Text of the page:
Dimitri SHOSTAKOVICH (1906-1975) Violin Concerto No.1 in A minor Op.77 [38:47]
Sasha Rozhdestvensky – violin
State Symphony Capella of Russia
Gennady Rozhdestvensky – conductor
Recorded in the Great Hall of the Moscow Conservatory 20-21 December 2007 Stereo DDD
Nimbus NI6123 [60:22]
Glazunov and Shostakovich – you'd expect the real thing from the Rozhdestvensky family, and they don't disappoint. These are real Russian interpretations, gritty and energetic but also infused with poetry and with plenty of light and shade.
Gennady Rozhdestvensky is undoubtedly one of the greatest conductors of his generation, but his greatest achievements have always been with orchestras and soloists with whom he has worked closely for years. What better scenario, then, than an orchestra he founded and his own son as violin soloist. The greatest strength of these interpretations is their coherency, the fact that every player is clearly working towards a common goal. The fact they are all Russian helps, and that Russian quality of string playing is common to soloist and orchestra.
But Sasha Rozhdestvensky is not a stereotypically Russian violinist. His bowing is certainly definite, and when needs must, he is more than happy to really lay into the string. But in general, his sound combines that slightly grainy tactile quality associated with Russian string playing with a much lighter touch, and as I say, an impressive array of dynamics and timbres. Other top name violinists might be a little more lyrical and nimble, and I do occasionally miss that, but that is not really the way they do things in Russia. There are also one or two moments of slight insecurity in Rozhdestvensky's passage work, but they are not a big deal, and the performances are good as you'll find anywhere.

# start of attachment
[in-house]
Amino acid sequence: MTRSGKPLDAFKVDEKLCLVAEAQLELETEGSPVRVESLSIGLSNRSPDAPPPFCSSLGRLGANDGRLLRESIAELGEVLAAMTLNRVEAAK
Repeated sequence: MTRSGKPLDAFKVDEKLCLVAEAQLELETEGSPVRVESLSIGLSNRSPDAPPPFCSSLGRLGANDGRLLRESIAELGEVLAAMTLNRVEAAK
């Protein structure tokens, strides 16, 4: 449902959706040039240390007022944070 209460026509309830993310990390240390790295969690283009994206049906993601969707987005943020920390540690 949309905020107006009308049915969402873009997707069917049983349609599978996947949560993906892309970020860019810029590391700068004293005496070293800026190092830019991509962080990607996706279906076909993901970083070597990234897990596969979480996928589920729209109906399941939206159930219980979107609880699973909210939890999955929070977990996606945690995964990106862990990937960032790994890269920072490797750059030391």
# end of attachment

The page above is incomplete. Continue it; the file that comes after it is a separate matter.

Putting the Glazunov ahead of the Shostakovich is curious move. Surely the Shostakovich is the more famous, and (dare I say) the better work. There is an interesting episode in the coda of the Glazunov, where the orchestra strikes up what sounds like a military march. At the time (1904), Mahler was about the only composer introducing such external material into his work, and when Shostakovich does so a few decades later, Mahler's legacy is what initially springs to mind. But perhaps Glazunov deserves some credit too, and perhaps the programme for this disc has been arranged to draw attention to the fact.
If you haven't heard of the State Symphony Cappella of Russia, you may have heard of them under one of their previous names. In Soviet times, they were recording for Melodiya under the name The USSR Ministry of Culture Symphony Orchestra. Since then, they have made a number of appearances on Chandos as The Russian State Symphony Orchestra. That Russian habit of continual renaming is a real shame, as this is a great orchestra with an enviable tradition of Shostakovich interpretation. Of course, you can tell that just by listening to this disc however much confusion you may be suffering about who you are listening to.
The sound is good, with the soloist particularly well presented: he is clear and crisp throughout. The lower end of the orchestra loses out in the mix, which is a problem in the Shostakovich. The lower strings need more presence to achieve the required menace in the opening, and the bass clarinet at the start of the second movement sounds very distant indeed.
But in general, this is a fine recording, and the Shostakovich in particular really shines when presented in a performance of this standard. I can't help the feeling that the Glazunov is less deserving of the attentions of such fine musicians, but I know there are many who would disagree with me on that. On the strength of this outing the Rozhdestvensky father and son pairing makes a formidable musical team. Here's hoping that many more Russian violin concerto recordings are to follow.